Gift economies foment community; market economies fragment it—another iteration of the endless wrestling match between the Many and the One. One of the great benefits of a market economy—freedom from bondage—has significant limits. Where “the market alone rules, and particularly where its benefits derive from the conversion of gift property to commodities, the fruits of exchange are lost. At that point commerce becomes correctly associated with the fragmentation of community and the suppression of liveliness, fertility, and social feeling. For where we maintain no institutions of positive reciprocity, we find ourselves unable to… enter gracefully into nature, unable to draw community from the mass, and, finally, unable to receive, contribute toward, and pass along the collective treasures we refer to as culture and tradition.”
So here’s what I’ve been thinking, honey: industrialized nations have converted the gift properties of nature into commodities. Any aboriginal people could have told us that disaster would ensue as a result of buying and selling what was pure gift, something not earned but given to us in abundance that the gift economy demands we pass on to our children in its original abundance.
I’ve also been rereading Bill McKibben’s The End of Nature, in which he quotes the journals of the early American artist, writer, and wanderer George Catlin. Riding north to the Missouri River, Catlin found a campsite “in one of the most lovely little valleys I ever saw, and even far more beautiful than could be imagined by mortal man… an enchanting little lawn of five or six acres, on the banks of a cool and rippling stream, that was alive with fish; and every now and then, a fine brood of ducks, just old enough for delicious food and too unsophisticated to avoid an easy and simple death. This little lawn was surrounded by bunches and copses of the most picturesque foliage, consisting of leafy bois d’arcs and elms, spreading their huge branches as if in offering protection to the rounded groups of cherry and plum branches that supported festoons of grapevines with the purple clusters that hung in the most tempting manner over the green carpet that was everywhere decked out with wild flowers of all tints and various sizes, from the modest sunflowers, with their thousand tall and droopy heads, to the lilies that stood, and the violets that crept beneath them…. The wild deer were repeatedly rising from their quiet lairs, and bounding out and over the graceful swells of the prairies which hemmed it in.” McKibben comments, “If this passage had a little number at the start of each sentence, it could be Genesis….”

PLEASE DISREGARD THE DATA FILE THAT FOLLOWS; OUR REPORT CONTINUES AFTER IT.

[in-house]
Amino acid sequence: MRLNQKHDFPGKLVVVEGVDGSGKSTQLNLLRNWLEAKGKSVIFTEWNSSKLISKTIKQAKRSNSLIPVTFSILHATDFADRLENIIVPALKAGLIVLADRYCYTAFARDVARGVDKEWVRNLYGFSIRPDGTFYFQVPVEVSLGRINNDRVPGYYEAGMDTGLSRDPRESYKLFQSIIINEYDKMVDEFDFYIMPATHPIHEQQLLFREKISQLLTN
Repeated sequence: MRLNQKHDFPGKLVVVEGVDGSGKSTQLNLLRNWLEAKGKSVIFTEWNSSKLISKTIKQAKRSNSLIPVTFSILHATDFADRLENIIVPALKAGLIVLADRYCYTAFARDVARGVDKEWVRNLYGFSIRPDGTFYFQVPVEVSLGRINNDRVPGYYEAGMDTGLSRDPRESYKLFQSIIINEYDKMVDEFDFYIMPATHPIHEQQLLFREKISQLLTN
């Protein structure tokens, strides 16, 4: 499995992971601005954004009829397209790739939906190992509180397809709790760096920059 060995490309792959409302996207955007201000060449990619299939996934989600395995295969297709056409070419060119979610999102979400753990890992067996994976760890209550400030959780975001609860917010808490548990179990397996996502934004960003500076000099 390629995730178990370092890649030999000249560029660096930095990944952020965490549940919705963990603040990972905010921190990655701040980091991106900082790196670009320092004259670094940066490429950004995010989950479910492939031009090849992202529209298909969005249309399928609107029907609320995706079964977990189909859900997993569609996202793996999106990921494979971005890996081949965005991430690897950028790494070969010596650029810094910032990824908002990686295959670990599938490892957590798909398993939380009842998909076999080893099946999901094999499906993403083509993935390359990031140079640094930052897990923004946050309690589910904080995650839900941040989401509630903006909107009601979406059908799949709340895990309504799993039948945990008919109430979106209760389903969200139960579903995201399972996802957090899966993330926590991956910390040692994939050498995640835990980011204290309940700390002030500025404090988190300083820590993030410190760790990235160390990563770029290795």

So with Hyde and McKibben in the front of my mind, I was stunned to read of Judge Feldman’s recent injunction against President Obama’s moratorium on offshore drilling, which just proves that I live in a lovely little bubble along with fairies and elves and a herd of unicorns. I do not argue against the fact of the market economy any more than I argue against the changing seasons. Nor do I argue against the gravity of depriving tens of thousands of Gulf Coast residents of economic stability. But those who value the treasures of the Gulf through a market-driven cost-benefit analysis need to remember that they’re operating in a gift economy as well, and that there will be an audit.
Back to Gemini Ink and Madroño’s mission. We hope that Madroño will operate in a way that recognizes the beauty and necessity of both markets; after all, I’m out there hawking the virtues of bison meat. But I hope that in producing that meat we recognize the gift of abundance it brings us, that we honor that gift, and that we pass it on to our children and to the community in and around the ranch.
What we’re reading
Heather: Bill McKibben, The End of Nature
Martin: Paul Hawken, The Ecology of Commerce: A Declaration of Sustainability